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The Definition of Legacy – Rev. Ermal Wilson

Posted on Apr 29, 2014 in Family

Today, while those behind morn, there is one new arrival who is rejoicing. Of course, we all rejoice, knowing that his suffering is over. But, we’re still on this side of the door while he’s gone on to the other side.

My Grandpa, the Rev. Ermal Wilson, took his last breath on this earth last night and took his breath of Heaven. He was a man who, even through his very last days prayed every day for his family. He spent his whole life serving Jesus. Starting to preach at a very young age, going to the mission field, pastoring churches, serving a the secretary for missions for the Wesleyan church and finishing his career as a traveling evangelist. There probably wasn’t a day that went by that Grandpa didn’t serve Jesus in some capacity.

I have many great memories of my Grandpa. One of my favorites being the time when He, myself and my cousin Roman tossed a football around the basement of my Uncle Paul’s church. We were all trying to trick each other to see who wouldn’t be able to anticipate the ball coming their direction. It was SO funny!

He left behind a great family who are loving Jesus, many of them serving in churches. His children followed his footsteps, and his children’s children as well. Was he perfect? By no means. He had his flaws, just as you and I. But, he was also confident the power of God and the ability of the work of the Spirit of Christ alive in Him to do miraculous things.

He was a great story teller and preacher. Gracious and grateful for all he had been privileged to do for the Kingdom, and humble enough to always give God the glory. He was happy, positive and encouraging.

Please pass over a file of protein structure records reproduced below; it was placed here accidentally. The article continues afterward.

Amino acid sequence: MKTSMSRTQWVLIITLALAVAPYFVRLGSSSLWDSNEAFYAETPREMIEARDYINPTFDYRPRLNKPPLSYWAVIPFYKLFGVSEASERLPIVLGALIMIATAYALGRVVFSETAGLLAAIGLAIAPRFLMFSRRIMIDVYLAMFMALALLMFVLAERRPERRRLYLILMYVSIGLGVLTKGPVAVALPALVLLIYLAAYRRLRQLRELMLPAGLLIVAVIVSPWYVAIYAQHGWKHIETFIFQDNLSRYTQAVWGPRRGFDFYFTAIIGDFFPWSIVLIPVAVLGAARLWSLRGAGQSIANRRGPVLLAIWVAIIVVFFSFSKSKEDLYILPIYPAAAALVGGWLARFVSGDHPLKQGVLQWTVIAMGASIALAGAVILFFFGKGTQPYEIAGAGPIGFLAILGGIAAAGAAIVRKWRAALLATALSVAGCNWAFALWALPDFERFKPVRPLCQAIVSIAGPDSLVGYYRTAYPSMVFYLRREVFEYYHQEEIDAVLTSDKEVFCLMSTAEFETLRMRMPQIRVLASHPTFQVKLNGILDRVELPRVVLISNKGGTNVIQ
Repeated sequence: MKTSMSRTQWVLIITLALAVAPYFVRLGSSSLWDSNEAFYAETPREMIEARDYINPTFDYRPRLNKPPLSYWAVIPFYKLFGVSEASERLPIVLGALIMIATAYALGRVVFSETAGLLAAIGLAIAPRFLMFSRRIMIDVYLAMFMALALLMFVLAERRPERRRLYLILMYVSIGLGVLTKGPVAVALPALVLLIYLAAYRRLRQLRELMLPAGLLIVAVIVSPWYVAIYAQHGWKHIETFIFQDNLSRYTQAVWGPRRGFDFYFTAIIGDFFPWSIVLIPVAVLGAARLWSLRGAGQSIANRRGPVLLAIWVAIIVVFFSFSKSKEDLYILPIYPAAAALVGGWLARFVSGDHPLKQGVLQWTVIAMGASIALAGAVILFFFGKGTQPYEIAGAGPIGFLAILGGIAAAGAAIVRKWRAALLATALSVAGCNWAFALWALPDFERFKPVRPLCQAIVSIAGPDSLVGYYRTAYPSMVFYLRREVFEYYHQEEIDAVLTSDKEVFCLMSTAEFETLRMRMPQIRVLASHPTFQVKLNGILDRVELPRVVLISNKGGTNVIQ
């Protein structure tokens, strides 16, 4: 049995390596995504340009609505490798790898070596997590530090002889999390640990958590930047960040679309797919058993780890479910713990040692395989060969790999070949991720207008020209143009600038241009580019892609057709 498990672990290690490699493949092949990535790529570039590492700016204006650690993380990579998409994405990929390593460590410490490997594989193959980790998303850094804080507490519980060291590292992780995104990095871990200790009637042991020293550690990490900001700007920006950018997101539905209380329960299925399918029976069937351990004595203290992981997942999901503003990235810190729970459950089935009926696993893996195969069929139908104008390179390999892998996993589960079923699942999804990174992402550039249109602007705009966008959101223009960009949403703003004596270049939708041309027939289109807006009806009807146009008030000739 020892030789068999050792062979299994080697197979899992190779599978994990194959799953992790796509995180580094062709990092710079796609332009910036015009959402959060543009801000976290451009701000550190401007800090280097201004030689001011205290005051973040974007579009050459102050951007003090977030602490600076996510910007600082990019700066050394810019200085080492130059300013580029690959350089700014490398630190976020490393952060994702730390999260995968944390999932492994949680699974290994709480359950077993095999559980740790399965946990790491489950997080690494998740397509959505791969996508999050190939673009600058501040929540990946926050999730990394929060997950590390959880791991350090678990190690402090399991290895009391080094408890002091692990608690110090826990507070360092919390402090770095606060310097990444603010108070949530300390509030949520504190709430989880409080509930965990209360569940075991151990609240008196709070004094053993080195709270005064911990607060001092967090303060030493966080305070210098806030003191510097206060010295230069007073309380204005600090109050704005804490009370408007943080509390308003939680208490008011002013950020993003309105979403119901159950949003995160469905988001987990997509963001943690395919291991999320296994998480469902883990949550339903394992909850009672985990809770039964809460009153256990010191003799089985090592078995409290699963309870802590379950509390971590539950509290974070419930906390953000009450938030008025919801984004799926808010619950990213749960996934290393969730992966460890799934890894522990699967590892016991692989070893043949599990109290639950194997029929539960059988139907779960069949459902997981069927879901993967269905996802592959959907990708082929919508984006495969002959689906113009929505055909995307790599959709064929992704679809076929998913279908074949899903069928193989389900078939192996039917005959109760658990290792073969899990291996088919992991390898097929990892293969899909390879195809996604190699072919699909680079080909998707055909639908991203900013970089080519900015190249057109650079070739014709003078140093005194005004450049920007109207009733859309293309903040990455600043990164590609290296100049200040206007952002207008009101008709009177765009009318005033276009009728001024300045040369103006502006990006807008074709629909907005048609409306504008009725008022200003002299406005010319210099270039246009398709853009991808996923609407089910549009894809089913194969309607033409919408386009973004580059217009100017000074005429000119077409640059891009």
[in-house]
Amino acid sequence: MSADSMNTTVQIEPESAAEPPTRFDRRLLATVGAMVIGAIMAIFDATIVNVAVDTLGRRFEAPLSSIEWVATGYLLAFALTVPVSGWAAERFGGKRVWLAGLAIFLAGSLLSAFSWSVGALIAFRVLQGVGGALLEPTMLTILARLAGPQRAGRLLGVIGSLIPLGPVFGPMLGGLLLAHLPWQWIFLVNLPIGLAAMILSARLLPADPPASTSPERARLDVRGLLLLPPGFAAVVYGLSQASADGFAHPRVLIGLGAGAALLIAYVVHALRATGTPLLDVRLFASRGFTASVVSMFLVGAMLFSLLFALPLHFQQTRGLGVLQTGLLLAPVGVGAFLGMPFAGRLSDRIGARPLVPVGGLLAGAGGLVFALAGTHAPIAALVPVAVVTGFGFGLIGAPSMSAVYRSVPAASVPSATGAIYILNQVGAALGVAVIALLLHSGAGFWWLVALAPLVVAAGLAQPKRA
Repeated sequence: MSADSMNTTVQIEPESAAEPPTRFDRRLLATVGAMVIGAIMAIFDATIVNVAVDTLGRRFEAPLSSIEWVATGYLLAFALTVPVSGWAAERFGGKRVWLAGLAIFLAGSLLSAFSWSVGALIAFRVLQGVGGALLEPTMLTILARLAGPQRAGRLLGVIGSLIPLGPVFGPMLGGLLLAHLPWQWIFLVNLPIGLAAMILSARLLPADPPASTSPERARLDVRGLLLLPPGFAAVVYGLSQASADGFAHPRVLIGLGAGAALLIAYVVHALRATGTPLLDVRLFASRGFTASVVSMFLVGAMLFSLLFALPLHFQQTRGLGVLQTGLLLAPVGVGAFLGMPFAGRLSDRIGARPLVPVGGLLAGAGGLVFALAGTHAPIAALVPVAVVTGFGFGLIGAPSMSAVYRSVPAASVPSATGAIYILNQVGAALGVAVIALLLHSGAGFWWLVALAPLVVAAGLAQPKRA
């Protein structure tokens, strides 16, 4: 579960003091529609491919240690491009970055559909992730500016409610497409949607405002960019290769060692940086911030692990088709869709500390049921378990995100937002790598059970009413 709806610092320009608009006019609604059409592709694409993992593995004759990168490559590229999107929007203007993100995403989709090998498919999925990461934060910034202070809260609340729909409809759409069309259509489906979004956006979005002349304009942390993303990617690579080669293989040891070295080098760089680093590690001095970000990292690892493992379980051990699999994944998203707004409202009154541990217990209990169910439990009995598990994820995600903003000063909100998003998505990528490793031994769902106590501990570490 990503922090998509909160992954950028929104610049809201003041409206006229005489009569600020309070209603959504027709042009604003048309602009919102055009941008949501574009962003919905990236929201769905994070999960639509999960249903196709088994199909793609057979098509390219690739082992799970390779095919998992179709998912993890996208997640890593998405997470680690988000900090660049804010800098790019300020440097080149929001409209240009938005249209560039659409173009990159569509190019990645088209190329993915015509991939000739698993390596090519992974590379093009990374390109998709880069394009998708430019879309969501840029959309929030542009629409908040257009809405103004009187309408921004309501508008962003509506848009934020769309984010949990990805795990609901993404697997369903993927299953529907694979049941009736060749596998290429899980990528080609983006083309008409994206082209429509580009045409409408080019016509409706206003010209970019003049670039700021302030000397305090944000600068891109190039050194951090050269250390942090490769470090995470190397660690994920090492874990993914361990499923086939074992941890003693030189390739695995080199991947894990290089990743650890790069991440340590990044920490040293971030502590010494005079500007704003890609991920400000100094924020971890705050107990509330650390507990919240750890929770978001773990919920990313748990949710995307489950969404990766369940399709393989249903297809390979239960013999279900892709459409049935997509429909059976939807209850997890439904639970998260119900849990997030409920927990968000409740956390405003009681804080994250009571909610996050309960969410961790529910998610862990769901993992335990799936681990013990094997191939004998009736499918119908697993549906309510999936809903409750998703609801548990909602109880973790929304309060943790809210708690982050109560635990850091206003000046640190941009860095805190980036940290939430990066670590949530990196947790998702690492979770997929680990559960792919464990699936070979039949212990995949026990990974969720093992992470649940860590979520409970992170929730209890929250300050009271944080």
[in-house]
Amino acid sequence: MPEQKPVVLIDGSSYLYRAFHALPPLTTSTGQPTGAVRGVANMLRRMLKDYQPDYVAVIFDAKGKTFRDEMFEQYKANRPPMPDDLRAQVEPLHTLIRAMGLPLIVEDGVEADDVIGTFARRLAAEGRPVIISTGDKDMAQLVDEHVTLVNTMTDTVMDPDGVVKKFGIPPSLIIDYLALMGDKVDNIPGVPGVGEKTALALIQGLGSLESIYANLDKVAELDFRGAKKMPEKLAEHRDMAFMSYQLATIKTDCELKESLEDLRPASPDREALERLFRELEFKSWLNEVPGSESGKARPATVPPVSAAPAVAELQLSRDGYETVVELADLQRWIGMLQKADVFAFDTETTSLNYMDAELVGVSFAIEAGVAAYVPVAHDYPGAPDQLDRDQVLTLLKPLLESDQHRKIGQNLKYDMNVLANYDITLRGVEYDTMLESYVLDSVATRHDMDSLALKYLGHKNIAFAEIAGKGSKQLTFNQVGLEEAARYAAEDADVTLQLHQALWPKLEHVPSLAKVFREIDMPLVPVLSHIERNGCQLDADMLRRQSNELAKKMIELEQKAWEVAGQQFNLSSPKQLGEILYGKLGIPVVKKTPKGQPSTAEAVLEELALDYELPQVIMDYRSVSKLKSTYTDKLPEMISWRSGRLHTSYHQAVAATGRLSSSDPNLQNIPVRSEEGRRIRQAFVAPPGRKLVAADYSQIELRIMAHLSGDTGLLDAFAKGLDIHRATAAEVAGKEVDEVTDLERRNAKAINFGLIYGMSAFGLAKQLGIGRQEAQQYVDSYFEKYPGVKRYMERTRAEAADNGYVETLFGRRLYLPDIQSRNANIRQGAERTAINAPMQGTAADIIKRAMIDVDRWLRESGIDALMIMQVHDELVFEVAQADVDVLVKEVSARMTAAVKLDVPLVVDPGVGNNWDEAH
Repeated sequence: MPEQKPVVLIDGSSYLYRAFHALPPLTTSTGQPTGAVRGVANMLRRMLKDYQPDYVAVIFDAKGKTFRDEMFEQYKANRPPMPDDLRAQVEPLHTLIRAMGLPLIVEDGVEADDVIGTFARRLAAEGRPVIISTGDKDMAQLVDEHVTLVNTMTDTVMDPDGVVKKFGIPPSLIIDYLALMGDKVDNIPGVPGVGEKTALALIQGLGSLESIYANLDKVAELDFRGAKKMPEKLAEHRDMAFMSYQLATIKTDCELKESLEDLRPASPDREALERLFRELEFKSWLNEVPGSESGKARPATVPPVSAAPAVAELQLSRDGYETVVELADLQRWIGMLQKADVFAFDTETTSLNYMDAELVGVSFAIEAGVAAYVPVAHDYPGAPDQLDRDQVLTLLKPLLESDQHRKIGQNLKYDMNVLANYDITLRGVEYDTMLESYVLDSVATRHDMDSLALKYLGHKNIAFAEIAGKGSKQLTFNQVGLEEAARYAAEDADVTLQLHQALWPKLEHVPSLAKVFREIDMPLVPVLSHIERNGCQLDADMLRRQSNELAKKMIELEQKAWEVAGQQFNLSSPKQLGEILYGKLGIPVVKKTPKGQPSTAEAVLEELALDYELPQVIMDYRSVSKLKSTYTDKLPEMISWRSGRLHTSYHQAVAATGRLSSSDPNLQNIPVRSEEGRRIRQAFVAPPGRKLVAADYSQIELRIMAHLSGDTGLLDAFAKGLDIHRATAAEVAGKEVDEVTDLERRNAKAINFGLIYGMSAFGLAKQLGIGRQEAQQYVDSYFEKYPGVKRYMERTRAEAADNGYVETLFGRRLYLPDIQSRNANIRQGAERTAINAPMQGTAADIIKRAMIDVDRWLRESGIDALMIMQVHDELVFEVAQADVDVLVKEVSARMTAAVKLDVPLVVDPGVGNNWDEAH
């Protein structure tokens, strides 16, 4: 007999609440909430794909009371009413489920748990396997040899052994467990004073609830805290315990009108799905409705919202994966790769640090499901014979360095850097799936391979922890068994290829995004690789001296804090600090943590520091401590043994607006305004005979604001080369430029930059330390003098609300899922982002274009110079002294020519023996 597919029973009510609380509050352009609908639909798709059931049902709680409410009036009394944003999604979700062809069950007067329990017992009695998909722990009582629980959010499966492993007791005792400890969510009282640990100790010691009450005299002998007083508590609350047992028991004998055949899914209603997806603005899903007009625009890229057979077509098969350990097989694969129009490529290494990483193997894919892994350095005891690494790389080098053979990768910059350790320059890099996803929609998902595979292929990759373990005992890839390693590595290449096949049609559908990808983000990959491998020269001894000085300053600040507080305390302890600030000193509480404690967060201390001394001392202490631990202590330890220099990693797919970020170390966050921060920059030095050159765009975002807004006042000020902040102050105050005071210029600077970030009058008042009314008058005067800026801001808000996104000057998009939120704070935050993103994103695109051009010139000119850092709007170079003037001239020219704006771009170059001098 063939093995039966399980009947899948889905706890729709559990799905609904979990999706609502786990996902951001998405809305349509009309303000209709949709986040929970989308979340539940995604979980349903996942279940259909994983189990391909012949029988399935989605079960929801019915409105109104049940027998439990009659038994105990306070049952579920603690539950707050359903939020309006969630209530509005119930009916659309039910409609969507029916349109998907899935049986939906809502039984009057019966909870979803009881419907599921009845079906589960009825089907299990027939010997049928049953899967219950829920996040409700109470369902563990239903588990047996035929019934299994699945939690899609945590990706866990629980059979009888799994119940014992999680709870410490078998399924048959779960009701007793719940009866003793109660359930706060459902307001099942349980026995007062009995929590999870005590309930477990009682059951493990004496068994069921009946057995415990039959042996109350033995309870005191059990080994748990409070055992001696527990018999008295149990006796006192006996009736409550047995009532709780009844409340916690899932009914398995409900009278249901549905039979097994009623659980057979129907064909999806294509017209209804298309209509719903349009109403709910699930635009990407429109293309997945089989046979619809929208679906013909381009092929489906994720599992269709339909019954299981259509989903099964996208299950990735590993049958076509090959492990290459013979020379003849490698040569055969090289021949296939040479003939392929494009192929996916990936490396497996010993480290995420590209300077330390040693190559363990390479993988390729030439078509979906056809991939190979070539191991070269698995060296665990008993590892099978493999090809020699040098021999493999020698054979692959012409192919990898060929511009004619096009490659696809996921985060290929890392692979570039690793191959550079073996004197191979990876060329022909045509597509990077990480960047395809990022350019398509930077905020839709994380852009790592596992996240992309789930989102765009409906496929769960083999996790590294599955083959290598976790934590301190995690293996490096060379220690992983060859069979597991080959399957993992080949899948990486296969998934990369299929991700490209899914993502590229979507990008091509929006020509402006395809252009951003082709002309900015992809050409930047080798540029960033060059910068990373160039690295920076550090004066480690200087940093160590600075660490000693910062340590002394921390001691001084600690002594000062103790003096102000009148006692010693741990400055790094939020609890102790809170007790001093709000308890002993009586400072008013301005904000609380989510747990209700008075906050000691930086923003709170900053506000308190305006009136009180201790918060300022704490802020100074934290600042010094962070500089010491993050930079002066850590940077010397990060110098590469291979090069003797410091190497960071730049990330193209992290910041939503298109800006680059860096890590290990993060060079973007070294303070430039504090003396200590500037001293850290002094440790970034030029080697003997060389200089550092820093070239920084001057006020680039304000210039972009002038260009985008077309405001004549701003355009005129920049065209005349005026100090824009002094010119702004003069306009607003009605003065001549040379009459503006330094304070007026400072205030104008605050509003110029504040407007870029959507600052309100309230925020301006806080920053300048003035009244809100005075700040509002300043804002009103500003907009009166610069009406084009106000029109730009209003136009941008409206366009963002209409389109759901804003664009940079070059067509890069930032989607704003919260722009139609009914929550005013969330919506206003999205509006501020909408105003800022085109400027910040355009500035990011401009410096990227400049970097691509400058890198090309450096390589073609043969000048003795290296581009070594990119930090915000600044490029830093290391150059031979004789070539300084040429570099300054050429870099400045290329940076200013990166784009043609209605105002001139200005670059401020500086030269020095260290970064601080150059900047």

He was one who decided early in his life, his household would serve the Lord:

14 “Now fear the Lord and serve him with all faithfulness. Throw away the gods your ancestors worshiped beyond the Euphrates River and in Egypt, and serve the Lord. 15 But if serving the Lord seems undesirable to you, then choose for yourselves this day whom you will serve, whether the gods your ancestors served beyond the Euphrates, or the gods of the Amorites, in whose land you are living. But as for me and my household, we will serve the Lord.” (Josh 24:14-15)

Wilson09-66He obeyed the teaching of the word and impressed that teaching on his children, their children and their grandchildren:

Hear, O Israel: The Lord our God, the Lord is one. Love the Lord your God with all your heart and with all your soul and with all your strength. These commandments that I give you today are to be on your hearts. Impress them on your children. Talk about them when you sit at home and when you walk along the road, when you lie down and when you get up. Tie them as symbols on your hands and bind them on your foreheads. Write them on the door frames of your houses and on your gates.(Deut 6:4-8)

And now, there is never a more fitting verse for him:

For I am already being poured out like a drink offering, and the time for my departure is near. I have fought the good fight, I have finished the race, I have kept the faith. Now there is in store for me the crown of righteousness, which the Lord, the righteous Judge, will award to me on that day—and not only to me, but also to all who have longed for his appearing. (2 Tim. 4:6-8)